3. Establish a Special Name or Code Word—Create a special name for your special needs youngster that is positive and special or a secret code word that you can use between each other. Use the name as a simple reinforcement of your love. The code word can be established to have special meaning between your son and you that only you two understand. This code word can even be used to extract a child from an uncomfortable situation (such as a sleepover that is not going well) without causing undue embarrassment to the child.
 

4. Let Your Kids Help You—Moms and dads sometimes inadvertently miss out on opportunities to forge closer relationships by not allowing their ASD youngster to help them with various tasks and chores. Unloading groceries after going to the store is a good example of something that kids of most ages can and should assist with. Choosing which shoes look better with your dress lets a child know you value her opinion. Of course, if you ask, be prepared to accept and live with the choice made!

5. Make Them a Priority in Your Life—Your special needs kids need to know that you believe they are a priority in your life. Kids can observe excessive stress and notice when they feel you are not paying them attention. Sometimes, part of being a parent is not worrying about the small stuff and enjoying your kids. They grow up so fast, and every day is special. Take advantage of your precious time together while you have it!

6. Play With Your Children—The key is to really play with your kids. Play with dolls, ball, make believe, checkers, sing songs, or whatever is fun and interesting. It doesn't matter what you play, just enjoy each other! Let kids see your silly side. Older kids enjoy cards, chess, computer games, while younger ones will have fun playing about anything...as long as it involves you!

7. Respect Their Choices—You don't have to like their mismatched shirt and shorts or love how a child has placed pictures in his room. However, it is important to respect those choices. Kids reach out for independence at a young age, and moms and dads can help to foster those decision-making skills by being supportive and even looking the other way on occasion. After all, it really is okay if a child goes to daycare with a striped green shirt and pink shorts.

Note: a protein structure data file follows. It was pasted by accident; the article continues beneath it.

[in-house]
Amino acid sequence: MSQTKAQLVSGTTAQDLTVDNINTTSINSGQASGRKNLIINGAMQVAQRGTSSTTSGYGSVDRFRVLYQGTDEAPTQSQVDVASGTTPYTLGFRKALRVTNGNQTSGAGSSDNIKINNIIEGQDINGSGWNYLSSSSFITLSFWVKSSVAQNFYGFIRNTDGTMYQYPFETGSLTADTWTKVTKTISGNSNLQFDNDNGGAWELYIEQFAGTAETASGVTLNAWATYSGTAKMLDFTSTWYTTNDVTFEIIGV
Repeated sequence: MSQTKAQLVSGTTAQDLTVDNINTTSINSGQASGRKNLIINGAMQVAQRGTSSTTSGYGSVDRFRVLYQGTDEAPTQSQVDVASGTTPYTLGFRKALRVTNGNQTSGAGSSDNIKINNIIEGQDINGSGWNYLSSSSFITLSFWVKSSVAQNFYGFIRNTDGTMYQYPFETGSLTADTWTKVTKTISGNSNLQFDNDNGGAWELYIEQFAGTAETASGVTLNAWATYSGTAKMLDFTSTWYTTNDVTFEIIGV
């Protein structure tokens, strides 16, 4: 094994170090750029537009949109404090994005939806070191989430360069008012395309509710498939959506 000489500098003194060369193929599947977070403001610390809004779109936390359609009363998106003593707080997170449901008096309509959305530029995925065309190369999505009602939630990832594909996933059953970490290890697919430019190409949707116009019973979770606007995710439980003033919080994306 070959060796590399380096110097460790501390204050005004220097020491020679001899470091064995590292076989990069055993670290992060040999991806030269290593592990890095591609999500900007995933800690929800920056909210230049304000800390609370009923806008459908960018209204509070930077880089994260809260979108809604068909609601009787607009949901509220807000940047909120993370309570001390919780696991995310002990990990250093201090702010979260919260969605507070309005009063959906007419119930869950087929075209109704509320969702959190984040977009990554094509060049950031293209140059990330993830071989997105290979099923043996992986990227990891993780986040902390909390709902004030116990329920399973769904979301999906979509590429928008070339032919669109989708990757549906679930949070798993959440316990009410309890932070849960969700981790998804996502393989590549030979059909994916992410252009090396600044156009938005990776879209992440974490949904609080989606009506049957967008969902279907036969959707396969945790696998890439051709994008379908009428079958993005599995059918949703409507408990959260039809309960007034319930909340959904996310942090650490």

8. Say I Love You—Tell your ASD son you love him every day -- no matter his age. Even on trying days or after a parent-child disagreement, when you don't exactly "like your child" at that moment, it is more important than ever to express your love. A simple "I love you" goes a long way toward developing and then strengthening a relationship.

9. Seek Out One-On-One Opportunities Often—Some moms and dads have special nights or "standing dates" with their kids to create that one-on-one opportunity. Whether it is a walk around the neighborhood, a special trip to a playground, or just a movie night with just the two of you, it is important to celebrate each child individually. Although it is more of a challenge the more kids in a family, it is really achievable! Think creatively and the opportunities created will be ones that you remember in the future.

10. Teach Your Faith—Teach your special needs son about your faith and beliefs. Tell him what you believe and why. Allow time for him to ask questions and answer them honestly. Reinforce those teachings often.
 

Should You "Push" Your Adult Child with ASD to Be More Independent?

Question

"My brother has ASD and dyspraxia. I can’t help but feeling that my Dad is halting his independence. My brother has traveled to London with my dad on average every month to spend the weekend with our mum since he was 6 my mum met them in London as the half way point and took him to her home on the Isle of Wight. Since my brother was fifteen he has traveled to the Isle of Wight from London alone (thanks to my mum encouraging his independence) this involves a coach and then getting onto a cat across to the island. He is now 20 and my dad still say's that he is not ready to travel to London alone (1 train, no changes, no underground) "London is a scary place" he said. I think my brother is capable of doing this alone easily. I asked my dad when was the last time he asked my brother if he thought he could do it alone and he replied the last time they went my brother said he preferred to have dad with him. My dad said he doesn't want to push him to do something that he's not comfortable with. I replied that sometimes everyone needs to be pushed a little, he replied "EVERYONE DOESN'T HAVE AUTISM". My brother was pushed slightly to do the second part of the journey alone and is fine with it. Is it true that you shouldn't push someone who has ASD to be more independent?"


Answer

To your dad:

The balance between holding-on and letting-go is one of the most difficult things that moms and dads have to face with their ASD (high-functioning autistic) older teens and adult children. At this time in your son's life, it may be appropriate to take more of a back seat in many instances.  While others may want you to back away, you can still keep the lines of communication open with your son and help him do what it is he is trying to do.

For all young adults, we are expected to be in their lives and out of their faces at the same time. Your ASD son may have many good opportunities to reach out to peers if he is interested. If he doesn’t know how to, while it is now inappropriate for you to set up ‘play dates’ or constantly organize his social groups, you can offer occasional suggestions and coach him from the sidelines.